Support our Sponsors, they keep FADU free:   AG Photographic   Keyphoto   The Imaging Warehouse   Process Supplies   RH Designs   RK Photo   Second-hand Darkroom Supplies   Silverprint Ltd

Notices

Go Back   Film and Darkroom User > Monochrome Work > Monochrome printing techniques

  ***   Click here for the FADU 2015/2014 Yearbooks   ***

Reply
 
Thread Tools Search this Thread Display Modes
  #1  
Old 1st October 2020, 05:57 PM
Nat Polton Nat Polton is offline
Friend
 
Join Date: Oct 2019
Posts: 292
Default Benzotriazole anti-fog

Benzotriazole can be used in the print developer as an anti-fog additive.
Used when you have old out of date bromide paper to use up.
The internet has a few pieces of information regarding the percentage of the stock solution to be made up, and the amount to mix into the developer.
Trouble is, no one seems to agree with each other as to the quantities to use etc..
Has anyone had any personal experience of using this chemical, and what stock solution to mix, and how much to use in the developer ?
Cheers.
__________________
It will all be over by Christmas.
Reply With Quote
  #2  
Old 1st October 2020, 06:12 PM
Lostlabours Lostlabours is offline
Friend
 
Join Date: Apr 2012
Location: West Midlands/Aegean
Posts: 1,651
Default

My experience with 1950's and 60's Ilford and Kodak Bromide papers is loss of speed and maybe a grade contrast but no fog.

I had many hundreds of sheets of 50's and 60's Bromide paper, and tested it all before giving it to people who ran workshops.

Fogging from poor storage is another issue. doesn't need to be old at all in this case.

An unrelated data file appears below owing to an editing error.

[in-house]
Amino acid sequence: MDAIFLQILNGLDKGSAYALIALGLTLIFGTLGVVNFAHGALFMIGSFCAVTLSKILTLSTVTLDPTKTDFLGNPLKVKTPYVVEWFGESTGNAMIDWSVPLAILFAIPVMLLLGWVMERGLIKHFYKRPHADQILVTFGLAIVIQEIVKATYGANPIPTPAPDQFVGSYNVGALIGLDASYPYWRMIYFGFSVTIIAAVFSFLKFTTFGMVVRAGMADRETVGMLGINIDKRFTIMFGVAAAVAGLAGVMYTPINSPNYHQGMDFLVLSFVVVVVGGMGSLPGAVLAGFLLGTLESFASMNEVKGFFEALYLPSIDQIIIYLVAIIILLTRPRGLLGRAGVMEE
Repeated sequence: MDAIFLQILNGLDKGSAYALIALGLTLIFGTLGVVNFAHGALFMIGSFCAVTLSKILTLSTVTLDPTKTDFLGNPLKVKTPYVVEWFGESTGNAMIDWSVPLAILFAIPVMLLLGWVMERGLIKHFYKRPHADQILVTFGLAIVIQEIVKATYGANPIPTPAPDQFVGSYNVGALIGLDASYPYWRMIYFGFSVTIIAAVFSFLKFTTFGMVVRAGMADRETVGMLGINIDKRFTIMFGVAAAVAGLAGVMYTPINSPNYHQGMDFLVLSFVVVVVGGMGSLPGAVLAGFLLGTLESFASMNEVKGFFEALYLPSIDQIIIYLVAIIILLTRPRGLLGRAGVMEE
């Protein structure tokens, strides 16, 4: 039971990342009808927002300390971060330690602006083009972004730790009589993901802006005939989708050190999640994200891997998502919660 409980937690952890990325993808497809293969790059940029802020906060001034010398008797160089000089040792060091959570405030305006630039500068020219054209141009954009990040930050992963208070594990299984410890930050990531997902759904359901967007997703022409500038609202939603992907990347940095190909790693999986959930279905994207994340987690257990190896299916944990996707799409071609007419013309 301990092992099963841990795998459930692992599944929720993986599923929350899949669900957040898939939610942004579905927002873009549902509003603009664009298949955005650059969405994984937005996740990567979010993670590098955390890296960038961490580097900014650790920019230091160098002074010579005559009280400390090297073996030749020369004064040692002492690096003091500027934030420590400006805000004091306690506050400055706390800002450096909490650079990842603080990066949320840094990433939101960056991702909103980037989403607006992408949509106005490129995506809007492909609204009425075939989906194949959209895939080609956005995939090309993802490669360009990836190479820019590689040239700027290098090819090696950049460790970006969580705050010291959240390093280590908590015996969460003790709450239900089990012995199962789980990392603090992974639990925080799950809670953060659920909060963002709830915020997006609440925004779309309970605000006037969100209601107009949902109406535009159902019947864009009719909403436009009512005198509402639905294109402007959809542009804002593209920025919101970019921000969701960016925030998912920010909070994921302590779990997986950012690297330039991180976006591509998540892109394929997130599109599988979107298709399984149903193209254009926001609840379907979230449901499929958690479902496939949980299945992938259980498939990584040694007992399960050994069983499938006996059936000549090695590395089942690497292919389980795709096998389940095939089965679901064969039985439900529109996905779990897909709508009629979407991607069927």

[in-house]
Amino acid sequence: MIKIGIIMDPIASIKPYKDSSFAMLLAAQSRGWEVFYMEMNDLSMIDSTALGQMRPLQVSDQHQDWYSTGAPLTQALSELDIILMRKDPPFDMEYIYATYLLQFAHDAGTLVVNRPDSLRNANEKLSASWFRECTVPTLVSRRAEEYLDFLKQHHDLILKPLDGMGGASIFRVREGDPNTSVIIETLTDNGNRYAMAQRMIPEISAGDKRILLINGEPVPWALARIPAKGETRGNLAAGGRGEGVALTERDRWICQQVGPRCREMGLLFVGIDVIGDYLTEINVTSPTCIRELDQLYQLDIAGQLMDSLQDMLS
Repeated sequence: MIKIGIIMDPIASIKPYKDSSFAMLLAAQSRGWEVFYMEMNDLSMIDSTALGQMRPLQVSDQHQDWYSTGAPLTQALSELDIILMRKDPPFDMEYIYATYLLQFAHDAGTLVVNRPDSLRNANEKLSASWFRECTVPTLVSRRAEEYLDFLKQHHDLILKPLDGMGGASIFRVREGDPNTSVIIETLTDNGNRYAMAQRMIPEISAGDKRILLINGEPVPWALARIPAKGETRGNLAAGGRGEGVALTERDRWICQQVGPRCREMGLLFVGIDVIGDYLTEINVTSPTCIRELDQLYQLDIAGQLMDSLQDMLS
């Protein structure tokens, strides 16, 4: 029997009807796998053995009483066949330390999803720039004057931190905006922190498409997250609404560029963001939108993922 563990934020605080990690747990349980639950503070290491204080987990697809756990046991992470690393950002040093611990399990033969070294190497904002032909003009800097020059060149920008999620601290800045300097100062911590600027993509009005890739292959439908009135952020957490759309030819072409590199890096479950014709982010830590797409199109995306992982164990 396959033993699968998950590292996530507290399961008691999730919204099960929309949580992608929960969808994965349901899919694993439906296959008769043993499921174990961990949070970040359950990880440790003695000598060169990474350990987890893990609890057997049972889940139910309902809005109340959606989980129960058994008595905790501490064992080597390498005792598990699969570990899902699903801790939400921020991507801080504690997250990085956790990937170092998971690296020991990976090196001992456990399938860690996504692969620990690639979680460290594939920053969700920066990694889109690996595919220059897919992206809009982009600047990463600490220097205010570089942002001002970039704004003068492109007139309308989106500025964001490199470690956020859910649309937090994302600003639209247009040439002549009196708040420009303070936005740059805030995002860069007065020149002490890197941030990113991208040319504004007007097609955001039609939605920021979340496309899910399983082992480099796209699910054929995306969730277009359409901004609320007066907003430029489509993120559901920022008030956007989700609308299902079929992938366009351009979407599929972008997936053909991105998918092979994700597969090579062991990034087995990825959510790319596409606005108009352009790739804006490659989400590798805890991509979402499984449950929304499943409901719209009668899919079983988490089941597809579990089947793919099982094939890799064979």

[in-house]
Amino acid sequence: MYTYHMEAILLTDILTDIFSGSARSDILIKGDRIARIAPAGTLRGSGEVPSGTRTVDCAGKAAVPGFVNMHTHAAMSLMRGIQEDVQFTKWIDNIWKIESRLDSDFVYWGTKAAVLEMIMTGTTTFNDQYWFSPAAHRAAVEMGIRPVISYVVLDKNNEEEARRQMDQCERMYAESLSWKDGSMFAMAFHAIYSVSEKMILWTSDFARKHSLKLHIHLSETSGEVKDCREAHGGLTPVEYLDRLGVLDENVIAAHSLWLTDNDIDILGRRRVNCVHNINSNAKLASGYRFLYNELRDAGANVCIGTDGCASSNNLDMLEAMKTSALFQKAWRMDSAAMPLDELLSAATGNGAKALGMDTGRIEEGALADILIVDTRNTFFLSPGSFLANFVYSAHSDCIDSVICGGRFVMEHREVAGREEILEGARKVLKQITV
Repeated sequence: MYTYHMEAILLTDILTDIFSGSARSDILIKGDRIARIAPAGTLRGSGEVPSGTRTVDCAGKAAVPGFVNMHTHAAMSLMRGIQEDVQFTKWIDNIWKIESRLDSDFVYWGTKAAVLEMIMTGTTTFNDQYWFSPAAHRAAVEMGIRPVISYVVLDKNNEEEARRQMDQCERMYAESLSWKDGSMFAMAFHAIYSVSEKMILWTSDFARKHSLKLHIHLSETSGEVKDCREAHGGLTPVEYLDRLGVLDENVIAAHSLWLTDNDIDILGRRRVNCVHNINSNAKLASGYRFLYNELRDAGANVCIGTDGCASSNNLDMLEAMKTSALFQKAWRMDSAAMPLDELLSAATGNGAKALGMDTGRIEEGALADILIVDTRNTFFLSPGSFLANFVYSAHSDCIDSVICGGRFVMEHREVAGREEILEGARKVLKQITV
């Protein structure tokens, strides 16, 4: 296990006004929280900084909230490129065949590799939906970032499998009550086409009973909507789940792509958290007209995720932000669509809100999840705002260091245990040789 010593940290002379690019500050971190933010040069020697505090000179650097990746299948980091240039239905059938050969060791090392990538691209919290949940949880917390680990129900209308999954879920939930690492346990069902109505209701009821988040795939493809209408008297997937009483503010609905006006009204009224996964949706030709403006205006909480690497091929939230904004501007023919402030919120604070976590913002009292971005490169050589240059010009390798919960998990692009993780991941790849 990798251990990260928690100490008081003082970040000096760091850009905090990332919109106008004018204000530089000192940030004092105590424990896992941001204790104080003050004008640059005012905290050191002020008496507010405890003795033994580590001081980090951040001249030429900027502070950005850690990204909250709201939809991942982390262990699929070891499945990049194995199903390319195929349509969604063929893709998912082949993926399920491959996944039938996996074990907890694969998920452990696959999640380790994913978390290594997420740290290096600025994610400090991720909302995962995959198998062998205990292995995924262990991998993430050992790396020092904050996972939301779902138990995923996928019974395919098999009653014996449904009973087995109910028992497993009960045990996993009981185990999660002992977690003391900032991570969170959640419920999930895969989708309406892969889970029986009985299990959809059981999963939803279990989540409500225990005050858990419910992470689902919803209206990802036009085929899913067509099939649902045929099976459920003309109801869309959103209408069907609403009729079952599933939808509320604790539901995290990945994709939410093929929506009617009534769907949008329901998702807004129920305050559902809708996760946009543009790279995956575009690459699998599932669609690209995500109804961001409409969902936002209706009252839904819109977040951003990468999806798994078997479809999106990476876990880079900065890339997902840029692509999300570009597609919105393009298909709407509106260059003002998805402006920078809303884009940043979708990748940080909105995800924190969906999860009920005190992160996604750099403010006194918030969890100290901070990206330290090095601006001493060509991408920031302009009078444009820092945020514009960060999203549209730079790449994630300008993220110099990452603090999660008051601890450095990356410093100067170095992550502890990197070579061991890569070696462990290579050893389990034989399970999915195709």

I have a lot of Benzotriazole. powder and in Solution, in over 50 years of darkroom printing I've never used it unless a developer formula includes it.

Ian
Reply With Quote
  #3  
Old 2nd October 2020, 12:57 PM
Terry S Terry S is offline
Friend
 
Join Date: Dec 2011
Location: Southend on Sea, Essex, England UK
Posts: 2,376
Default

Quote:
Originally Posted by Nat Polton View Post
Benzotriazole can be used in the print developer as an anti-fog additive.

Trouble is, no one seems to agree with each other as to the quantities to use etc.
I too have some in stock, but to date have never had to use it as you suggest.

I bought a small quantity as I am now making my own brews from individual chemicals, and as stated, some formulas include it.

From what I've read, one uses a 0.1% solution, (which would be 1 gramme in one litre of VERY hot water at 125F / 52C or higher, as it won't dissolve in lower temperatures) and then using up to 5ml in your diluted developer, starting at 1ml, until you (hopefully) solve the fogging problem. I say this as I don't think that it is a cure all, in all cases.

Hopefully Pentax Pete will see this question, as he has done a lot of videos about this type of thing.

Terry S
Reply With Quote
  #4  
Old 2nd October 2020, 02:05 PM
Mike O'Pray Mike O'Pray is offline
Friend
 
Join Date: Oct 2008
Location: Daventry, Northants
Posts: 7,778
Default

I recall from Photrio, I think, that stronger solutions of benzo will work up to a certain level of age fogging but not beyond that. I'd imagine that anything up to light grey might be curable but once you get beyond that then while you will clear the borders back to a light grey or possibly very light grey then you may have to live with slightly grey borders which as long as the picture comes out OK may be fine.

Depending on the photo a light grey border might look OK

Mike
Reply With Quote
  #5  
Old 3rd October 2020, 07:38 AM
GoodOldNorm's Avatar
GoodOldNorm GoodOldNorm is offline
Friend
 
Join Date: Oct 2009
Location: Derbyshire UK
Posts: 1,110
Default

I have used up to 15ml of a 1% solution of benzo. Added to my print developer. Adding more benzo than that amount will do nothing for paper that is heavily fogged by ageing. Compare a print made on new paper next to successive prints made on your fogged paper adding 5ml, 10ml and then 15ml of benzo. 1% solution. Or jump right in with 15 ml benzo. Per. Litre of print dev. Compare the whites to the whites on your fresh paper print any degree of grey on the old paper will be easy to see.
__________________